take
Fe2+
through
the
circulatory
system
 ‐ Some
of
the
iron
deficiency
anemia’s
are
due
to
nutritional
lack
of
Fe2+
as
 well
as
constant
hemorrhaging

 
 Calcium
absorption!
 ‐ transport
mediated
absorption
 ‐ once
absorbed
Ca++
is
bound
by
calbindin
 ‐ BOTH
transport
and
calbindin
is
mediated
by

 o the
parathyroid
hormone,
PTH
 o vitamin
D

 o and
calcitonin
(not
discussed)
 ‐ Vitamin
D
 o Can
be
obtained
in
the
diet
but
mostly
is
produced
by
the
skin
when
 exposed
to
sunlight
 o Lack
of
vitamin
D
results
in
a
lack
of
Ca++
absorption
 Rickets
in
children
or
osteomalacia
in
adults
 o This
is
why
post‐menopausal
women
who
are
susceptible
to
 osteoporosis
are
supplement
vitamin
D3
in
order
to
increase
Ca++
 absorption
 ‐ Ca++
is
transported
out
basolaterally
via
a
Ca++
ATPase
or
the
NCX
 (Na+/Ca++
exchanger)
that
transports
3Na+
in
for
1
Ca++
out.
 
 
 
 Go
Notes
77
 
 May
16,
2011
 
 Colon:
Absorption
of
ions
and
H2O
(colonocytes)
 
 Secretion
of
Na,
Cl,
H2O
(colonic
crypt
cells)
 
 Motility:
haustration,
mass
movements,
opiate
effect
 GI
reflexes
–
Gastro‐colic,
Gastro‐ileal,
Ileo‐gastric
 
 Defecation
 
 *Fig
21‐31

Anatomy
of
the
large
intestine
(colon)
 − By
the
time
chyme
gets
to
the
L.I.
its
mostly
just
dilute
feces.

Most
absorption
 will
be
of
ions
and
H2O
 − Ileocecal
valve,
ascending,
transverse,
descending,
sigmoin
colon,
and
rectum
 a) Noticed
the
blind
dead
end
sac
=
appendix
 b) Used
to
be
considered
a
vestigial
organ
but
recent
studies
show
that
it
does
 serve
some
functions
 c) Has
a
propensity
to
become
infected
and
inflamed
=
appendicitis
 d) Tx
=
immediate
removal
before
it
bursts
 i) If
it
does
burst
whole
abdominal
cavity
is
susceptible
to
infection
 e) Segments
are
distinguished
by
haustra
‐>
provides
excellent
structure
for
the
 purposes
of
haustration
(basically
segmentation
but
only
in
the
L.I.)
 i) If
the
purpose
of
the
colon
is
absorption
of
H2O
and
electrolytes,
the
 haustration
ensures
that
the
feces
are
mixed
appropriately
and
that
H2O
 is
absorbed
throughout
(not
just
at
the
surface)
 f) Note
the
tenia
coli
 g) Also
note
in
the
inlet,
there
are
significant
amount
of
lymphoid
nodules
called
 Peyer’s
patches.

They
are
part
of
the
gut
associated
lymphoid
tissue
to
 provide
base
by
which
the
immune
system
can
fight
disease
and
control
the
 bacterial
flora
of
the
gut
 
 Main
motility
in
the
L.I.
 ‐ haustration
(discussed
above)
 ‐ and
mass
movements
(peristalsis),
in
which
entire
segments
 ascending/transverse/descending/sigmoid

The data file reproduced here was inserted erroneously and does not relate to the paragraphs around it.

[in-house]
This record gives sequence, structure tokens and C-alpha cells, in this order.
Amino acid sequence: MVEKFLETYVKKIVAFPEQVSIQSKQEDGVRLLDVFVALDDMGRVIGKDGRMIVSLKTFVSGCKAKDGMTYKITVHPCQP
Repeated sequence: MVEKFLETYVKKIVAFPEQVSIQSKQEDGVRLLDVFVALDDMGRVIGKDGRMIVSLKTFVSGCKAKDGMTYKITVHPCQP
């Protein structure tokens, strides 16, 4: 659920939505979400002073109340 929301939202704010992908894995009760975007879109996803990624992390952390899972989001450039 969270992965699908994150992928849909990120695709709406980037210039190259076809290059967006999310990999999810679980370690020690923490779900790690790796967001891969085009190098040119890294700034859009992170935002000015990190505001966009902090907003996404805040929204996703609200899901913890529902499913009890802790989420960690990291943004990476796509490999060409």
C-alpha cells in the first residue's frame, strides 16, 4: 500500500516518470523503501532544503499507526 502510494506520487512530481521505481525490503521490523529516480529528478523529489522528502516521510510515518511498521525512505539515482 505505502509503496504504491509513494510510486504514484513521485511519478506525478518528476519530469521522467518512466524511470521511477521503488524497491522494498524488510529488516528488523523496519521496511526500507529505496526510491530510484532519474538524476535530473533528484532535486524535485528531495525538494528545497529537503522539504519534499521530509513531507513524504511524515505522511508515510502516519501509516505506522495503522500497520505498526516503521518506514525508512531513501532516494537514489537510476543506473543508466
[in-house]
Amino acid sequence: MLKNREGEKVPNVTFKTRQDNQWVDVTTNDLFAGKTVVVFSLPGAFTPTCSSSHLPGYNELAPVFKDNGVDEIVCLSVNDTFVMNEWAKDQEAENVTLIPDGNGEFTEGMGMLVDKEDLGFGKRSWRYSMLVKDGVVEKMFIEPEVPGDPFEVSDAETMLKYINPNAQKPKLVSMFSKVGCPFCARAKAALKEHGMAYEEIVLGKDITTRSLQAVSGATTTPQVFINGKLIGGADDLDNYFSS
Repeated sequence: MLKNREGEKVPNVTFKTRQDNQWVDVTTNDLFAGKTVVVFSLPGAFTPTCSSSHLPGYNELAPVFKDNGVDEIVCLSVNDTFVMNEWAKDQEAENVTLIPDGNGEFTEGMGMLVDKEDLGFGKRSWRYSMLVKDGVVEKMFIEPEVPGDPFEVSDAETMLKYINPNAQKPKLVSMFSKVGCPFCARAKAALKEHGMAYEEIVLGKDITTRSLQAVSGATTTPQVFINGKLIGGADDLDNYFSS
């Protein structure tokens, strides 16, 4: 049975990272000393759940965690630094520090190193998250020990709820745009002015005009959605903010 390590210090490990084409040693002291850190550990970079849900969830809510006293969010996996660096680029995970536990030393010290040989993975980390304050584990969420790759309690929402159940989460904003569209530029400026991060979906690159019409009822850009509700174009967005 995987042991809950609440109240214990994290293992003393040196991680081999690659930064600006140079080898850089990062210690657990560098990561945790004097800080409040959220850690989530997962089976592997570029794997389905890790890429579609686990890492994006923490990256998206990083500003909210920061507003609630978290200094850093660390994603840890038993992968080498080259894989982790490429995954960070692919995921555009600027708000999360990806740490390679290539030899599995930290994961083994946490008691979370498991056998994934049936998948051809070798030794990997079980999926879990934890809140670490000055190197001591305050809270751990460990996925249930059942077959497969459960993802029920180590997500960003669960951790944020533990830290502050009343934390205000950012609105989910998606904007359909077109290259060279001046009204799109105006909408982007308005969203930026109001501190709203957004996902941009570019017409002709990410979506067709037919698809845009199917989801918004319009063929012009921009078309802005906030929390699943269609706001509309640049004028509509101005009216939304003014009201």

can
empty
the
feces
into
the
next
 segment
 
 Defecation
reflex
 − first
of
all
remember
that
there
are
two
anal
sphincters.
 a) 1.
The
internal
anal
sphincter
which
is
smooth
muscle
(involuntary)
 b) 2.
External
anal
sphincter
which
is
skeletal
muscle
(voluntary,
up
to
a
point)
 − When
feces
fills
the
rectum…
 a) Mechanoreceptors
sensitive
to
stretch
and
pressure
will
activate
 b) Signal
transmitted
through
sacral
nerve
of
the
spinal
cord
 c) Integrated
in
the
spinal
cord
 d) Afferent
input
which
causes
the
internal
anal
sphincter
to
relax
 Go
Notes
78
 − Potty
training

 a) If
potty
trained
we
can
voluntarily
overcome
this
urge
via
 control/contraction
of
the
external
anal
sphincter.
(CNS
input)
 b) Similar
reflex
and
set
of
sphincters
for
urinary
control
 − Spinal
chord
injury
 a) However
if
one
has
a
spinal
chord
injury
above
the
sacral
region
(which
are
 most
spinal
chord
injuries
(SCI’s),
one
loses
the
CNS
input
to
override
the
 reflex)
 b) Therefore
no
defecation
or
urinary
voluntary
control
=
sucks!
 c) Sidenote:

So
if
you
surveyed
SCI
patients,
which
function
do
you
think
they
 desire
the
most
(by
like
stem
cell
research
or
something)?

The
ability
to
 control
urination/defecation
or
the
abilty
to
walk?
 i) Answer:
Trick
question.

They’re
still
people,
so
actually
about
65%
 desire
the
ability
to
have
SEX
(mechanistically
or
sensually).

The
next
 35%
desire
urinary
and
defecation
control.

And
only
10%
really
want
to
 walk
again.
 
 Recall
that
the
colons
main
purpose
is
salt
and
H2O
absorption,
because
most
 nutrients
have
already
been
aborbed
in
the
S.I.
 *Fig
21‐21
(just
know
it)
 However
there
are
some
secretory
cells
within
the
colon.
 − Colonic
crypt
cells
secrete
salt
and
H2O
 − Know
*Fig
21‐9
 − But
if
the
purpose
of
the
colon
is
to
absorb
salt
and
H2O
why
do
these
cells
do
 the
opposite?
 a) Think
that
one
the
amount
of
secretion
is
much
less
than
that
of
absorption
 b) I
think
of
it
as
“lube”
for
the
surface
of
the
feces
so
that
it
can
still
move
 without
excess
friction
and
pain
during
mass
movements
 − Notice
that
these
cells
have
the
CFTR
channel.
 a) These
channels
are
cAMP
gated!
So
increase
cAMP
channels
open
more,
more
 Cl‐
secreted,
more
Na+
and
H2O
follow
by
electrogradient
and
osmosis
 (respectively)
 b) Secondly
remember
the
Gs
pathway
from
mamphys
one
 i) If
a
Gs
receptor
is
activated
‐>
GTP
is
bound
instead
of
GDP
‐>
Gαs
subunit
 dissociates
(active)
‐>
activates
adenylate
cyclase
(AC)
‐>
catalyzes